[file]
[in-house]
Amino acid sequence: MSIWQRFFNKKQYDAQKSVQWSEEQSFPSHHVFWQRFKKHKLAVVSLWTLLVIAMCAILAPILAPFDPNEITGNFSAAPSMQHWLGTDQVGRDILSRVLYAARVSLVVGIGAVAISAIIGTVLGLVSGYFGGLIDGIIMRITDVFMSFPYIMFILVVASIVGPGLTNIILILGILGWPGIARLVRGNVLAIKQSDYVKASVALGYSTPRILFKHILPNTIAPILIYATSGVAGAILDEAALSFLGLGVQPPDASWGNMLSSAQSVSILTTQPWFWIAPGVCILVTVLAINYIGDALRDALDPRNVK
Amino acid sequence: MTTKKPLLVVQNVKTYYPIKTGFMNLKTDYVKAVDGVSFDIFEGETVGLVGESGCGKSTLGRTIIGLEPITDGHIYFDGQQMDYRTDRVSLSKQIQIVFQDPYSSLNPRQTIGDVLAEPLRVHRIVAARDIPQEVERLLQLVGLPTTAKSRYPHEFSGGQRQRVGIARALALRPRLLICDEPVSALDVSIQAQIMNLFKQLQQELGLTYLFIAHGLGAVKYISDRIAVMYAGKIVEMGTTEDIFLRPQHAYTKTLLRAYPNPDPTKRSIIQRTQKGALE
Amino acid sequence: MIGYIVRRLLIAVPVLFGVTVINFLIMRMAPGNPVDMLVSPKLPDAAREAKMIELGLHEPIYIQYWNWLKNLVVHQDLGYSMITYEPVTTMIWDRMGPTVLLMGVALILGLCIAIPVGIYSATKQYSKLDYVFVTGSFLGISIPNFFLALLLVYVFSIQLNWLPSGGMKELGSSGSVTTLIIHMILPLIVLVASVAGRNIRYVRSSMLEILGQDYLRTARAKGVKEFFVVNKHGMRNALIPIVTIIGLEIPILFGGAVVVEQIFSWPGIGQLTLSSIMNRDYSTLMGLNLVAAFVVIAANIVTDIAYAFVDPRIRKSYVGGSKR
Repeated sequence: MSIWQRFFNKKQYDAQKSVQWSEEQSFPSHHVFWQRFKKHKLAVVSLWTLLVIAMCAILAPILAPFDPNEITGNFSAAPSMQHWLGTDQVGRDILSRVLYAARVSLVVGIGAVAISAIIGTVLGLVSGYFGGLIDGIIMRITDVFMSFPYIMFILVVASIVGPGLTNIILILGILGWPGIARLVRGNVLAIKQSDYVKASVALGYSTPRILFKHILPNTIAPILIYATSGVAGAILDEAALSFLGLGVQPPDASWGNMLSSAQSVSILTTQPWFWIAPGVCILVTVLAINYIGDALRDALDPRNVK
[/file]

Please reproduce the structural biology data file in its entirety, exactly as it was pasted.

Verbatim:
[in-house]
Amino acid sequence: MSIWQRFFNKKQYDAQKSVQWSEEQSFPSHHVFWQRFKKHKLAVVSLWTLLVIAMCAILAPILAPFDPNEITGNFSAAPSMQHWLGTDQVGRDILSRVLYAARVSLVVGIGAVAISAIIGTVLGLVSGYFGGLIDGIIMRITDVFMSFPYIMFILVVASIVGPGLTNIILILGILGWPGIARLVRGNVLAIKQSDYVKASVALGYSTPRILFKHILPNTIAPILIYATSGVAGAILDEAALSFLGLGVQPPDASWGNMLSSAQSVSILTTQPWFWIAPGVCILVTVLAINYIGDALRDALDPRNVK
Amino acid sequence: MTTKKPLLVVQNVKTYYPIKTGFMNLKTDYVKAVDGVSFDIFEGETVGLVGESGCGKSTLGRTIIGLEPITDGHIYFDGQQMDYRTDRVSLSKQIQIVFQDPYSSLNPRQTIGDVLAEPLRVHRIVAARDIPQEVERLLQLVGLPTTAKSRYPHEFSGGQRQRVGIARALALRPRLLICDEPVSALDVSIQAQIMNLFKQLQQELGLTYLFIAHGLGAVKYISDRIAVMYAGKIVEMGTTEDIFLRPQHAYTKTLLRAYPNPDPTKRSIIQRTQKGALE
Amino acid sequence: MIGYIVRRLLIAVPVLFGVTVINFLIMRMAPGNPVDMLVSPKLPDAAREAKMIELGLHEPIYIQYWNWLKNLVVHQDLGYSMITYEPVTTMIWDRMGPTVLLMGVALILGLCIAIPVGIYSATKQYSKLDYVFVTGSFLGISIPNFFLALLLVYVFSIQLNWLPSGGMKELGSSGSVTTLIIHMILPLIVLVASVAGRNIRYVRSSMLEILGQDYLRTARAKGVKEFFVVNKHGMRNALIPIVTIIGLEIPILFGGAVVVEQIFSWPGIGQLTLSSIMNRDYSTLMGLNLVAAFVVIAANIVTDIAYAFVDPRIRKSYVGGSKR
Repeated sequence: MSIWQRFFNKKQYDAQKSVQWSEEQSFPSHHVFWQRFKKHKLAVVSLWTLLVIAMCAILAPILAPFDPNEITGNFSAAPSMQHWLGTDQVGRDILSRVLYAARVSLVVGIGAVAISAIIGTVLGLVSGYFGGLIDGIIMRITDVFMSFPYIMFILVVASIVGPGLTNIILILGILGWPGIARLVRGNVLAIKQSDYVKASVALGYSTPRILFKHILPNTIAPILIYATSGVAGAILDEAALSFLGLGVQPPDASWGNMLSSAQSVSILTTQPWFWIAPGVCILVTVLAINYIGDALRDALDPRNVK